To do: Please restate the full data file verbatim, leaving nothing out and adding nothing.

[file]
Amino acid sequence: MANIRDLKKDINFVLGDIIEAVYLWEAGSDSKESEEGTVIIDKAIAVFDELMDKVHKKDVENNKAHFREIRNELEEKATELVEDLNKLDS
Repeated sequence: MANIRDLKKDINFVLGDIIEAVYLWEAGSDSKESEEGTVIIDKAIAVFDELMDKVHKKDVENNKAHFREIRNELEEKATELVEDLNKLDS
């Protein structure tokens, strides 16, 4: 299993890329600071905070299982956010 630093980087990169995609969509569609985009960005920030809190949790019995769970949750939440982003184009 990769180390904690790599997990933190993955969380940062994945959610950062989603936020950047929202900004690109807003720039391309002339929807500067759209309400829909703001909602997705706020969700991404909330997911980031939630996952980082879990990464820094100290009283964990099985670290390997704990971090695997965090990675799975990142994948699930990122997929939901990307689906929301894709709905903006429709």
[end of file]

Amino acid sequence: MANIRDLKKDINFVLGDIIEAVYLWEAGSDSKESEEGTVIIDKAIAVFDELMDKVHKKDVENNKAHFREIRNELEEKATELVEDLNKLDS
Repeated sequence: MANIRDLKKDINFVLGDIIEAVYLWEAGSDSKESEEGTVIIDKAIAVFDELMDKVHKKDVENNKAHFREIRNELEEKATELVEDLNKLDS
């Protein structure tokens, strides 16, 4: 299993890329600071905070299982956010 630093980087990169995609969509569609985009960005920030809190949790019995769970949750939440982003184009 990769180390904690790599997990933190993955969380940062994945959610950062989603936020950047929202900004690109807003720039391309002339929807500067759209309400829909703001909602997705706020969700991404909330997911980031939630996952980082879990990464820094100290009283964990099985670290390997704990971090695997965090990675799975990142994948699930990122997929939901990307689906929301894709709905903006429709």